Hanlet Research Paper

Hamlet Research Paper

William Shakespeare, the greatest playwright of the English language,

wrote a total of 37 plays in his lifetime, all of which can be categorized under

tragedy, comedy, or history. The Tragedy of Hamlet, Shakespeare's most popular

and greatest tragedy, displays his genius as a playwright, as literary critics

and academic commentators have found an unusual number of themes and literary

techniques present in Hamlet. Hamlet concerns the murder of the king of Denmark

and the murdered king's son's quest for revenge. Its main character, Hamlet,

possesses a tragic flaw which obstructs his desire for revenge and ultimately

brings about his death. This tragic flaw makes him a tragic hero, a character

who is destroyed because of a major weakness, as his death at the end could

possibly have been avoided were it not for his tragic flaw. Hamlet's flaw of

irresolution, the uncertainty on how to act or proceed, is shown when Hamlet

sees a play and the passion the actors had, after Hamlet's third soliloquy, in

Hamlet's fourth soliloquy, and in Hamlet's indecisive pursuit in avenging his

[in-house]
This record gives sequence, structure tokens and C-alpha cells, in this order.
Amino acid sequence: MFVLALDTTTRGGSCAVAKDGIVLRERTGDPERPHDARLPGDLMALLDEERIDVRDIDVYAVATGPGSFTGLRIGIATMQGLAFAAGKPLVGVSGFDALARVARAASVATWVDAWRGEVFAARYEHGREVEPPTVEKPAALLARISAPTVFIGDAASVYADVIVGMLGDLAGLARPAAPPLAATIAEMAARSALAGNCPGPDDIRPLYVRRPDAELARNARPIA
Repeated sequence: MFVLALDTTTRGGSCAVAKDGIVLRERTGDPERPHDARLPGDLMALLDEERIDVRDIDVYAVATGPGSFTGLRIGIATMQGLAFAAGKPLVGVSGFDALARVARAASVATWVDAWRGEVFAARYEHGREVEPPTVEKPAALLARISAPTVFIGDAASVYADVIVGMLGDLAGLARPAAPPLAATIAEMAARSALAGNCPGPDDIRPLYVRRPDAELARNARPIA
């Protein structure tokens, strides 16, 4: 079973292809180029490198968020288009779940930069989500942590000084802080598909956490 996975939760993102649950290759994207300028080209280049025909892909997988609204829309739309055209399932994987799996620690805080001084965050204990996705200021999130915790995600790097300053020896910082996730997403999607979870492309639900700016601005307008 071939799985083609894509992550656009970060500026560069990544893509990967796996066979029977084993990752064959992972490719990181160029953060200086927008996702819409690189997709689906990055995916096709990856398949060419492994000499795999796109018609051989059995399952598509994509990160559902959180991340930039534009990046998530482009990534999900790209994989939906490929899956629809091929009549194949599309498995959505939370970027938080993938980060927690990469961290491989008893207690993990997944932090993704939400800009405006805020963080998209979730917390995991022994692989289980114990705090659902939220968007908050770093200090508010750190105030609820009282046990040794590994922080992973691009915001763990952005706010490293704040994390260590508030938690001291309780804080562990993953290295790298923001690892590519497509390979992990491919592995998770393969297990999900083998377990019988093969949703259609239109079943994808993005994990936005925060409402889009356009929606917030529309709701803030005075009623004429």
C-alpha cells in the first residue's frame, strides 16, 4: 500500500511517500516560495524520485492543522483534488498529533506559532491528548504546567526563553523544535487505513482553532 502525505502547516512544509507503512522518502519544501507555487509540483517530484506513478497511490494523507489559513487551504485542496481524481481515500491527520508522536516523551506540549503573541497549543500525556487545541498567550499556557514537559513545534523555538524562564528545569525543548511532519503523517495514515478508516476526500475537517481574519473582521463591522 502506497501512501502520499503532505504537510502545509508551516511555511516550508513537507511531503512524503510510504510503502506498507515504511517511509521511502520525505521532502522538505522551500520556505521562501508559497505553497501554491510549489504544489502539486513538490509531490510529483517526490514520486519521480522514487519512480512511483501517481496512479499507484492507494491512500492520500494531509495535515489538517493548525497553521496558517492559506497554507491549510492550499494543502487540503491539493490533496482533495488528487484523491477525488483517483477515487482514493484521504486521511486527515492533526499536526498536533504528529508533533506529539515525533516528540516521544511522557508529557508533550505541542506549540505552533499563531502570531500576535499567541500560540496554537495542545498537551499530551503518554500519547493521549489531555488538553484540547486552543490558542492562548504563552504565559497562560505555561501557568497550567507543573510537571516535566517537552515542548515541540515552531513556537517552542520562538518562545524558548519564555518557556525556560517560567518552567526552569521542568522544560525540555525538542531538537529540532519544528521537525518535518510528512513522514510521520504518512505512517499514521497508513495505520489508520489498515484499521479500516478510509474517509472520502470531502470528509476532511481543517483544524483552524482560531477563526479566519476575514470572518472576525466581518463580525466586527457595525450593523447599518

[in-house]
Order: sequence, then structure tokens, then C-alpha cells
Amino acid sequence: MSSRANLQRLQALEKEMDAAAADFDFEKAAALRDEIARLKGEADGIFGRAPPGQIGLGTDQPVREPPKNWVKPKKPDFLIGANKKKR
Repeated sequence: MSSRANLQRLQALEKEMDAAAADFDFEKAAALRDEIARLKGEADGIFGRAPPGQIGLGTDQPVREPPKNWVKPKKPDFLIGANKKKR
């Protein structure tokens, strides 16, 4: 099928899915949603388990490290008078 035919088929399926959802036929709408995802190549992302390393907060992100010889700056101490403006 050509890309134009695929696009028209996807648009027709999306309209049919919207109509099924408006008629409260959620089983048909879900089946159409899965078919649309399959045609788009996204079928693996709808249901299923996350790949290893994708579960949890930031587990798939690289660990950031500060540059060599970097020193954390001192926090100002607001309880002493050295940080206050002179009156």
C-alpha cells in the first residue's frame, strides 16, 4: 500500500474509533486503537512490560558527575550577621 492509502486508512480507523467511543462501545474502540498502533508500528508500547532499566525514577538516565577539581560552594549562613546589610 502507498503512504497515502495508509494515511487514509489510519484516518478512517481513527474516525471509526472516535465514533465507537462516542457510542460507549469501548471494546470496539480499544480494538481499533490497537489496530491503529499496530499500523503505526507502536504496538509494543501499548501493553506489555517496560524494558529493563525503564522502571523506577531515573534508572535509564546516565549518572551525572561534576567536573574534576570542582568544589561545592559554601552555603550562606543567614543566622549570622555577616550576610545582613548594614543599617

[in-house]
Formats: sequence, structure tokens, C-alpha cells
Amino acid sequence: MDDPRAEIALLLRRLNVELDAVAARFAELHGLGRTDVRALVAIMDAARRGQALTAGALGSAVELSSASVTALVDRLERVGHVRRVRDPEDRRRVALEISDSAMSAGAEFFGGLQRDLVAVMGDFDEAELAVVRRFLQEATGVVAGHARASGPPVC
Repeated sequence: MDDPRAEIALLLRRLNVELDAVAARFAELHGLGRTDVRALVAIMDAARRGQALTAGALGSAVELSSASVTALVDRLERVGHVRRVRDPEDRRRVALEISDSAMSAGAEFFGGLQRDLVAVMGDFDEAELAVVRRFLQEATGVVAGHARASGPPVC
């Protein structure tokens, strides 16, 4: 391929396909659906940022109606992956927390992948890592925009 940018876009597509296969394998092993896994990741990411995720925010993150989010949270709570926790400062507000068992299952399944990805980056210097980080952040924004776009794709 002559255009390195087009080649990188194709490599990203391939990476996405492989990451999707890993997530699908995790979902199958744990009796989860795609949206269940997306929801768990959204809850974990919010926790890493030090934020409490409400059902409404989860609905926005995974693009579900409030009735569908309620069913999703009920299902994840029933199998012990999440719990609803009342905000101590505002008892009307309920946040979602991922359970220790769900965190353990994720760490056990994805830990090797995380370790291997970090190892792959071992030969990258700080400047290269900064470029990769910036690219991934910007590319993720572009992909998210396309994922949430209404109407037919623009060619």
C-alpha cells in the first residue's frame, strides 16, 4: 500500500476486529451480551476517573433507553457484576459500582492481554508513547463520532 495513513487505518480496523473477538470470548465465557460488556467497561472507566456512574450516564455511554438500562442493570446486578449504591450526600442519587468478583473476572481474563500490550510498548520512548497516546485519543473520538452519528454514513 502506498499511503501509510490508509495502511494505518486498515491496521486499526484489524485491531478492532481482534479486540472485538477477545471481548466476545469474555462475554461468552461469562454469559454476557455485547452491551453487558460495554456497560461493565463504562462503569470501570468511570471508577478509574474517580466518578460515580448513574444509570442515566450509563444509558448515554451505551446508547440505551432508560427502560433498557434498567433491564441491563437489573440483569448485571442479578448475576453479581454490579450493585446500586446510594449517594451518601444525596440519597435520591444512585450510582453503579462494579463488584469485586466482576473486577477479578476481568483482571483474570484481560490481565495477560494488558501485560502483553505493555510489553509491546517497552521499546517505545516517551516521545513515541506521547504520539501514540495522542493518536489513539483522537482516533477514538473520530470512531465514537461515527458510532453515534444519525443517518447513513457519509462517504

father's death.

First, Hamlet's flaw of irresolution is shown when he sees a play and

the passion one particular actor had. A group of players has arrived and Hamlet

arranges a personal viewing of The Murder of Gonzago with a small portion of his

own lines inserted. Hamlet then observes one portion of the play in which one

of the players put on a great display of emotion. Hamlet, besieged by guilt and

self-contempt, remarks in his second soliloquy of Hamlet of the emotion this

player showed despite the fact that the player had nothing to be emotional about.

Hamlet observed that he himself had all the reason in the world to react with

great emotion and sorrow, yet he failed to show any that could compare with the

act of the player. Hamlet calls himself a "rogue and peasant slave" and a "dull

and muddy-mettled rascal" who, like a "John-a-dreams", can take no action.

Hamlet continues his fiery speech by degrading himself and resoluting to take

some sort of action to revenge his father's death.

Next, Hamlet's flaw of irresolution is shown after his third soliloquy, the

famed "To be or not to be…" lines. Hamlet directly identifies his own tragic

flaw, remarking of his own inability to act. Hamlet, unsure whether or not the

his uncle Claudius was responsible for his father's murder, schemes to have The

Murder of Gonzago presented to the royal court, with a few minor changes, so its

contents would closely resemble the circumstances behind the murder. Reflecting

on his own guilt, he talks of death, referring to it as the undiscovered country,

and then continues by riddling his own feelings. He declares "conscience does

make cowards of us all" and that the natural ruddy complexion of one intent, or

resolute, on an action is "sicklied" over with the "pale cast of thought". This

makes an individual second guess his own actions and often times take no action

at all,.